(Fuckin’ hampsters ate this the first time. I didn’t think I could be in a worse mood but here we are)
I had a major breakdown last night. Fortunately I was able to get it to a service station but I haven’t gotten in touch with the mechanic yet (not the easiest task it seems).
'95 purple (or pink depending on who you ask. I’m stickin with purple) Chevy Cavalier
Last Sunday night while driving home my interior lights suddenly got dimmer. A few minutes later the battery light came on. The lights did not continue to dim gradually, they just stayed at the level they were at. Occassionally the battery light would go off and they were back to normal brightness but this only lasted a few minutes.
The next day a co-worker who’s more knowledgeable about cars then me looked under the hood and suggested that the alternator belt might be slipping. This seemed supported by the fact that the light went off after idling in the day time (with the headlights off) as if it was charging the battery but not at the usual rate. Turning the radio off seemed to help as well.
So I gambled and tried to hold out until Friday (today) when I could bring my car out to a mechanic friend who lives a significant distance away. I lost.
Last night minutes after leaving work I stalled and couldn’t get it started again for a bit. Eventually it started with a large puff of smoke and the temperature gauge was in the red in a matter of minutes. I quickly shut it down to let it cool and then I tried again. Again the temp was quickly in the red. So I let it cool again and began driving a few hundred feet at a time before stopping, letting it cool while freezing my ass off, and continuing. 4 or 5 repetitions later I got it to a service station where I left it for the night.
In the 2 years I’ve owned this piece of shit, I’ve repaired or replaced the head gasket, transmission, starter, alternator, and battery.
Can someone please prepare me for the impending even worse news I’m about to get?
I’m really interested in how you got overheat conditions that quickly in the evening in New York. I had a car (coincidentally a Cavalier) that blew a coolant hose in the middle of summer and I still made it about 10 miles before I got the overheat light.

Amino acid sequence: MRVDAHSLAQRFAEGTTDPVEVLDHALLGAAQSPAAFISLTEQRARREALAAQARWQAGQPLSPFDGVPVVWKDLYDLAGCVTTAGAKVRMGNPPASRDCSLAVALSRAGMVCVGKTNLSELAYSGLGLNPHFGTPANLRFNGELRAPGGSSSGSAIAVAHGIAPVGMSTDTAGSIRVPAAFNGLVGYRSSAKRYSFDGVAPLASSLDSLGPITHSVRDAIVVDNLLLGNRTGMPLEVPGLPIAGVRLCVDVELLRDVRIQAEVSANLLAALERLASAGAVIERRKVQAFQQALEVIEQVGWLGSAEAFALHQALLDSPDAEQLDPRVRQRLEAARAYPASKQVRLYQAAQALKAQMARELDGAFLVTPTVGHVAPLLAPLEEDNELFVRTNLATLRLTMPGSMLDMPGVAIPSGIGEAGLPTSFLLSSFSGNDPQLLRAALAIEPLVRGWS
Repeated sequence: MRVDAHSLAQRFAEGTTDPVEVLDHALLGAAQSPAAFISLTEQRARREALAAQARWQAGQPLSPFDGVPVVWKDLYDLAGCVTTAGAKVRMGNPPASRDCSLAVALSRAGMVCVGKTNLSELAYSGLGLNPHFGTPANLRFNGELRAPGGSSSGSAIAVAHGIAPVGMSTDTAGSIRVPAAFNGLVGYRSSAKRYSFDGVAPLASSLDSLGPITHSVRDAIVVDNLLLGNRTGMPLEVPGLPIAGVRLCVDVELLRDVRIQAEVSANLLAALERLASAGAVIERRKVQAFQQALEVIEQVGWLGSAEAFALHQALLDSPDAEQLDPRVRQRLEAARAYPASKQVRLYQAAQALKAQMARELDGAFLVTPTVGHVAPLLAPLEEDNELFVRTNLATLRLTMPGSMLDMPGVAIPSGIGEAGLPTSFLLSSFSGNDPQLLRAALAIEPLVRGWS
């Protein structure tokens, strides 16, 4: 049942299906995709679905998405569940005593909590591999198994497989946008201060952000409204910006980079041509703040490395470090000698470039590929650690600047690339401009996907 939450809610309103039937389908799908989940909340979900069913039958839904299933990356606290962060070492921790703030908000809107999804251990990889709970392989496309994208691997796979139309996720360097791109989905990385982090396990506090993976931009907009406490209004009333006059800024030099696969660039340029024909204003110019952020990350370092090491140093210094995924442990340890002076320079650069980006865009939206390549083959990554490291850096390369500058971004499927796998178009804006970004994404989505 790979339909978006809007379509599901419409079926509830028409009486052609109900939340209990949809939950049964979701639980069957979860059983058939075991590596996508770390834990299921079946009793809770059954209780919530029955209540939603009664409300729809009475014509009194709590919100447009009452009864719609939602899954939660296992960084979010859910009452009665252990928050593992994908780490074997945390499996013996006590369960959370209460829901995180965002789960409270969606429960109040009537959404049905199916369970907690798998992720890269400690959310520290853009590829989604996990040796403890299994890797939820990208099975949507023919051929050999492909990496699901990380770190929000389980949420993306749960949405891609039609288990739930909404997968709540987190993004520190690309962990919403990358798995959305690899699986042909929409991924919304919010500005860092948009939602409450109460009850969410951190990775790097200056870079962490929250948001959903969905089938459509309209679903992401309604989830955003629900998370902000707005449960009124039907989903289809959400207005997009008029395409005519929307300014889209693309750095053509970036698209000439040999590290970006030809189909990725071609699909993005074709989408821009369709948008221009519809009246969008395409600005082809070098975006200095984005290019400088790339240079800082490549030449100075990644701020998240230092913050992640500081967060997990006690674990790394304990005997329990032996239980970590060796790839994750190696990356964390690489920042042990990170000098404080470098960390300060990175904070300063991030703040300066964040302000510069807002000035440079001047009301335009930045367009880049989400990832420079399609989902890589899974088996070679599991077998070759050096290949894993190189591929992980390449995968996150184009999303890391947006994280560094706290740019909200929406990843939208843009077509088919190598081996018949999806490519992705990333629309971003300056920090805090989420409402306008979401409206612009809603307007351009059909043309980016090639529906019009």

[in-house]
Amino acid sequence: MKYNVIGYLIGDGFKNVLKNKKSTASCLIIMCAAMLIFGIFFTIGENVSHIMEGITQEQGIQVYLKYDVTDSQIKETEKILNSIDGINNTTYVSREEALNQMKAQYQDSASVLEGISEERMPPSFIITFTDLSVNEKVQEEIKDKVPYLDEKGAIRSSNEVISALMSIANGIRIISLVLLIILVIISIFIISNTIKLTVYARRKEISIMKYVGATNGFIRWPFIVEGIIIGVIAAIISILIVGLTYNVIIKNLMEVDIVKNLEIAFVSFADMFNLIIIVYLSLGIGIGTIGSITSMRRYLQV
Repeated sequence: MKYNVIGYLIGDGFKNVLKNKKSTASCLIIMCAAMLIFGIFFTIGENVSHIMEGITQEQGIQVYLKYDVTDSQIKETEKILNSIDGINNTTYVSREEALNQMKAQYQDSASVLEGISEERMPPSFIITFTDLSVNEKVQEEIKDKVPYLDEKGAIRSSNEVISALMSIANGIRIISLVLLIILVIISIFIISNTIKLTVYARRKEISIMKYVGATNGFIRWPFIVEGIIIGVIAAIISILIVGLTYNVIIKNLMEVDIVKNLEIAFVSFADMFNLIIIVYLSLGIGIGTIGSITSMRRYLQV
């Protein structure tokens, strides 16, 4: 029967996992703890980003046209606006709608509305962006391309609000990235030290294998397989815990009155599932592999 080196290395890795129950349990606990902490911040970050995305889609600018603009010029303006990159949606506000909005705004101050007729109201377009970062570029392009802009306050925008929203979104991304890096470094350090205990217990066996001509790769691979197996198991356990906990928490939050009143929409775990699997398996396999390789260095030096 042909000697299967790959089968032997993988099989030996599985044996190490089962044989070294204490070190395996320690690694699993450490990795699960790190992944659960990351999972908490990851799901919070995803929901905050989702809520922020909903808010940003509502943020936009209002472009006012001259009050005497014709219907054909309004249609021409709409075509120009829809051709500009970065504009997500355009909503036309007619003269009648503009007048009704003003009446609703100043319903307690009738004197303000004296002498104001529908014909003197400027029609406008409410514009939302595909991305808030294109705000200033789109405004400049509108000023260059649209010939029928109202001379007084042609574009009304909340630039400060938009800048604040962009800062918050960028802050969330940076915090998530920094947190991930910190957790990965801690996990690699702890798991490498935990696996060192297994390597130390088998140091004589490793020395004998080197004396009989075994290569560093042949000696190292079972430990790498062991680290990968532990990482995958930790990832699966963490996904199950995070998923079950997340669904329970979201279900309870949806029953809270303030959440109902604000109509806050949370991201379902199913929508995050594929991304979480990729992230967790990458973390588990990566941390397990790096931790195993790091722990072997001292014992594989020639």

Anyhow, it sounds like a serpentine belt let go, because with the lights dimming I’m betting alternator and with the overheat I’m betting water pump, and with the two things happening simultaneously… well, even with Chevrolets I don’t believe in coincidences like that.
Definitely the belt – although there could be contributing factors, and further issues. Sometimes a belt fails because of increased loading. This can be evidence of bearing wear or failure of one of the driven devices. So, your water pump, air conditioner compressor, alternator, power steering pump, or even the belt tensioner could be bad. All should be checked by a mechanic, and replaced if necessary. Hopefully it’s not the air conditioner – if so, you can possibly elect to just remove it, as replacement is often cripplingly expensive.
Furthermore, the failures you’ve encountered can cause their own problems. Your battery may now be bad, from constant discharging with inconstant recharging. Various issues could arise from the overheating, and certainly a thorough checkout of the cooling system is in order, at least.
Seems like once a week I hear a car with a squealing belt. Such a simple problem to fix, that can cause major headaches if ignored.
I don’t think I ever fully overheated. As soon as it went into the red I shut it down.
And yeah, replacing the whole damn thing is well on the forefront of my mind. I just don’t think I can afford it just yet. My next car will either be new or only a few years old. I’m so friggin tired of the stress of dealing with expensive repairs every few months.
Just thought I’d throw in something I’ve always heard: A used car is still cheaper than a new car, even if you include the cost of repairs. So if you’re worried about spending too much money, a new car isn’t really going to help in that regard.
That’s true, as long as it isn’t so used that it dies on you in 2 years. But it’s moreso the stress of the repairs coming up at inopportune moments (because they always do). I likely will go with a used car, but definitely less than 5 years old.
Incidentally, I bought this car for 5,000, probably put 2500-3000 into it in 2 years in repairs. So I’m at 8,000. IIRC when I was shopping around the cheapest new Hyundai was about 11,000 so I am still ahead of the game, even with my lemon, but the Hyundai gives you a 10 year warranty. I doubt I’ll get half that out of my current car.